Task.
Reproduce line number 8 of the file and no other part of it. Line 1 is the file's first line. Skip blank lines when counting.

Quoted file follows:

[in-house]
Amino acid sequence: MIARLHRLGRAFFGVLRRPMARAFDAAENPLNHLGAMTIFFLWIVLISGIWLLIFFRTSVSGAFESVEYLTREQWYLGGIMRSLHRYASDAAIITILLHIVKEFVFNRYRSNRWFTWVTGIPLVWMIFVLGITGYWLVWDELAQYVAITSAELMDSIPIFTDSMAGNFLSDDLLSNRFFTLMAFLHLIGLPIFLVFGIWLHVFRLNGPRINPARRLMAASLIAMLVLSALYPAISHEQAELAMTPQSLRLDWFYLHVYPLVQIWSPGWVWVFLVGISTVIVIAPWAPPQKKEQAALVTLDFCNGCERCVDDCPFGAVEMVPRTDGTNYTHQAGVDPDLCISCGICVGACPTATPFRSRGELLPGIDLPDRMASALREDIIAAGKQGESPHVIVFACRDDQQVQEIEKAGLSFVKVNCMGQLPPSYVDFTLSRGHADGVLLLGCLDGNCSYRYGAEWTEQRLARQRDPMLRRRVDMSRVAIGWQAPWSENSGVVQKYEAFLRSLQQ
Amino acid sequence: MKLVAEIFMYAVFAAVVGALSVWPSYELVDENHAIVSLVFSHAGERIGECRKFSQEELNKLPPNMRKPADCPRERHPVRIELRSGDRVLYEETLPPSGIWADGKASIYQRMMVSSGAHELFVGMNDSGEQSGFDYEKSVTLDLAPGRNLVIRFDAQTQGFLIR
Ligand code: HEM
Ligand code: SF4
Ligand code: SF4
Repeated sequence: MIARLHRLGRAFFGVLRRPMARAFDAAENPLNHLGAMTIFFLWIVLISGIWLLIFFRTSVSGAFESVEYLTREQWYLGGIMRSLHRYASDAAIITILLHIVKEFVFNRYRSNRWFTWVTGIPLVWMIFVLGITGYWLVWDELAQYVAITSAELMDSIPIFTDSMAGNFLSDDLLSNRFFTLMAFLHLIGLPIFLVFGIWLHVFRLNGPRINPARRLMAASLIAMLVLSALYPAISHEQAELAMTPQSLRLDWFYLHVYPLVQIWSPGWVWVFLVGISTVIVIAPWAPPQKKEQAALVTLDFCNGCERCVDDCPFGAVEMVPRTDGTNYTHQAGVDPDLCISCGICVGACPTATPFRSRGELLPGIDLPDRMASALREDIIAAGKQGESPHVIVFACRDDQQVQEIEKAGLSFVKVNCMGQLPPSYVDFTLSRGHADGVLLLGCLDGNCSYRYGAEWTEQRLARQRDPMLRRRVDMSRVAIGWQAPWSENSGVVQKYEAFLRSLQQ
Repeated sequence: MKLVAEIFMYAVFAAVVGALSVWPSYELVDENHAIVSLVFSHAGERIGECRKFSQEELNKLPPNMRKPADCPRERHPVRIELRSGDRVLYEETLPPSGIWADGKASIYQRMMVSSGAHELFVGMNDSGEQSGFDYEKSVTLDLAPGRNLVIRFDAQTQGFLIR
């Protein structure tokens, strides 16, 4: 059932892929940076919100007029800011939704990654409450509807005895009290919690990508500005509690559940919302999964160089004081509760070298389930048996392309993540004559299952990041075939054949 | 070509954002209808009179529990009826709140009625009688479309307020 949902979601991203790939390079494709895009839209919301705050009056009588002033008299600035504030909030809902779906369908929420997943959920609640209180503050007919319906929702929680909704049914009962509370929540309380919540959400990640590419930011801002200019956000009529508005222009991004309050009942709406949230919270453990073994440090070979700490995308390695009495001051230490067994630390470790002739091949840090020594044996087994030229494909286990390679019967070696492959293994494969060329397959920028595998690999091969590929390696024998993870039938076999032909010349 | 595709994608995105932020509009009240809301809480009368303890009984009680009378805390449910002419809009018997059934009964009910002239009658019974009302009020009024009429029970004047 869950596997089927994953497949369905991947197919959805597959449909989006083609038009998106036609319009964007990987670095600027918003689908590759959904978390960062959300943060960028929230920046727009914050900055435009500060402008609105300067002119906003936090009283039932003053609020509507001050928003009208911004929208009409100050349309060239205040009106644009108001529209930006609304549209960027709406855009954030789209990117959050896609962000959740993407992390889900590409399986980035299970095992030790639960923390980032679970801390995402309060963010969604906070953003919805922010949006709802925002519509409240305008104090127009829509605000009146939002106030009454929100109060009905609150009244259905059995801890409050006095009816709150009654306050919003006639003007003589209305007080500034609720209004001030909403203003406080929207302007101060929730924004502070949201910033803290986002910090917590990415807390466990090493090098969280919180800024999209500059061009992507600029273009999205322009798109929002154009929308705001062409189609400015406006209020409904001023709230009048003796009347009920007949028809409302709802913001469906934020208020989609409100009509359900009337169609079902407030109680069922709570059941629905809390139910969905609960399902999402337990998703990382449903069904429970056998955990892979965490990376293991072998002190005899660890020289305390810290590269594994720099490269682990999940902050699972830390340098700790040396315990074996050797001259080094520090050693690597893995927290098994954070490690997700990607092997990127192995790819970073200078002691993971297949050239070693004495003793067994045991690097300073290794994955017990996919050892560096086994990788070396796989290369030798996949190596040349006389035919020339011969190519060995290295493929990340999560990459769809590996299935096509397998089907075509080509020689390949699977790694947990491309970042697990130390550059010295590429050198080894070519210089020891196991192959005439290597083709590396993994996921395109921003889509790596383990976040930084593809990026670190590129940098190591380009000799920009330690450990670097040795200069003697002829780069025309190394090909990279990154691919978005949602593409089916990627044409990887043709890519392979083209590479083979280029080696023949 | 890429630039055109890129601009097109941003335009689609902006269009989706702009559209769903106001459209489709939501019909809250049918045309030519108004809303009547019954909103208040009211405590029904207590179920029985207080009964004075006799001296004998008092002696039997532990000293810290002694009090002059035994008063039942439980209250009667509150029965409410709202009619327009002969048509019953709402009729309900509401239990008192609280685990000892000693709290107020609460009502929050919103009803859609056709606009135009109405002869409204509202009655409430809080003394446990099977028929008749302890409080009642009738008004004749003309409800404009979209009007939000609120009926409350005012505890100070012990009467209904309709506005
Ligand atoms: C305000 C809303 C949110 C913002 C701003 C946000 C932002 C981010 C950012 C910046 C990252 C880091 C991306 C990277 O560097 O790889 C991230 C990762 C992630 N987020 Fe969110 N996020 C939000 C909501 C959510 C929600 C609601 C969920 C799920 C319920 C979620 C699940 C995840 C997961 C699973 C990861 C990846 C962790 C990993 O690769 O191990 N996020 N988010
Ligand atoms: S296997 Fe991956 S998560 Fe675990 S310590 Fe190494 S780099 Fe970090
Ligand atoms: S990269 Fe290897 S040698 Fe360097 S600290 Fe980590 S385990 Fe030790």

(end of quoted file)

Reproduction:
Repeated sequence: MKLVAEIFMYAVFAAVVGALSVWPSYELVDENHAIVSLVFSHAGERIGECRKFSQEELNKLPPNMRKPADCPRERHPVRIELRSGDRVLYEETLPPSGIWADGKASIYQRMMVSSGAHELFVGMNDSGEQSGFDYEKSVTLDLAPGRNLVIRFDAQTQGFLIR